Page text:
|"Equal Time" Hard
Guest Author, Anne Kass, - a retired District Judge of Albuquerque, New Mexico
"I want "equal" time with my children." I hear this request many times each week, generally from divorced or divorcing fathers who, in many instances, have been afforded weekend and holiday time--"Disneyland dad" kind of time--with their children.
Child experts are clear that children of divorced parents do better when they have meaningful parent-child relationships with both parents. This typically means children need to spend significant amounts of time with both parents, including work-time as well as play-time.
In divorced families where father is relegated to be only a "play-time dad," there are often problems. One major problem which frequently occurs is children who long for more time with dad and who, upon reaching adolescence, often announce a desire to change their primary home from mom's house to dad's house. These changes in primary home often cause significant disruptions and hurt and result in enormous legal fees.
Divorced parents who develop sensible time-sharing plans can prevent this chaos and cost. However, "equal" time ought not be the goal.
It seems to me that "equal" is a concept that has to do with numbers and things, not people.
Kurt Vonnegut wrote a short story about "equal" applied to people. He described a country in which every person was "equal", "equal-every-which-way." In that country beautiful people were required to wear red rubber balls on their noses so less-beautiful people would not feel inferior. And all radio and television announcers were required to be people who had speech impediments, so others with less-pleasing voices wouldn't feel slighted. The best (or worst) part about the story was that a cabinet-level position had been created in this country called The Secretary Equalizer General. This official's job included seeking out overly intelligent people, who were required to have small radio receivers implanted in their ears. The Secretary Equalizer General's job also included selecting and transmitting loud, crashing noises at frequent, random intervals which would scramble the thoughts of these too-intelligent folks which, of course, kept everyone equal on an intellectual level. The point of the story is that people are not and should not aim to be "equal."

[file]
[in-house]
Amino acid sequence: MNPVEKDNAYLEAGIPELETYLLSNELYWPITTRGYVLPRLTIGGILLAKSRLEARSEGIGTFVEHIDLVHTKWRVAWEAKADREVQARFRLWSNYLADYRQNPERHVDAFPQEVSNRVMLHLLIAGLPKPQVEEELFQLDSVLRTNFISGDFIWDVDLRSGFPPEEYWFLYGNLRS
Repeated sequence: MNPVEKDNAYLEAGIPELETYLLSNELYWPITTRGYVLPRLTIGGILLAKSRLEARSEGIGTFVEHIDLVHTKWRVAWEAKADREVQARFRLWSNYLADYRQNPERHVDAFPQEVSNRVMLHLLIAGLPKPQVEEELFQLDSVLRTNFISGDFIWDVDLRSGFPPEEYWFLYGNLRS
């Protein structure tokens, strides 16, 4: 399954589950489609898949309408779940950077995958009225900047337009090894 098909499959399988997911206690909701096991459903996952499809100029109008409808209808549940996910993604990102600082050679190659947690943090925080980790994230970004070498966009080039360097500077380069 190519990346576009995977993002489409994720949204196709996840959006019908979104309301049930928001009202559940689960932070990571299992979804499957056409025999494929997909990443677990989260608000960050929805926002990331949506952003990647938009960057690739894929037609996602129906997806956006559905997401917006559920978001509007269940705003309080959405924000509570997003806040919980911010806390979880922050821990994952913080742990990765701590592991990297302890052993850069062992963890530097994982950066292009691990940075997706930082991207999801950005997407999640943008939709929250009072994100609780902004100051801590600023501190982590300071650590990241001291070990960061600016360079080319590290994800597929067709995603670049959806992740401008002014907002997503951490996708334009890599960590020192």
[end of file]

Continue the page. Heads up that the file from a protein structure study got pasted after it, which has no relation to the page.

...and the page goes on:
"Equal" is about arithmetic, not human beings, and "equal" time with kids addresses children as something less than human beings. It turns them into numbers--24-hours-a-day, or 365-days-a-year, one young man whose divorced parents subjected him to equal time described his experience in the following words: " After the divorce my mom get a new house, and my dad got a new house, and I got a suitcase."
The types of time-sharing plans divorced parents should consider are many and varied, and time-sharing plans need to change over time, as children's and parent's lives change. Sometimes equal time is appropriate, but the goal should be time-sharing that works to everyone's benefit.
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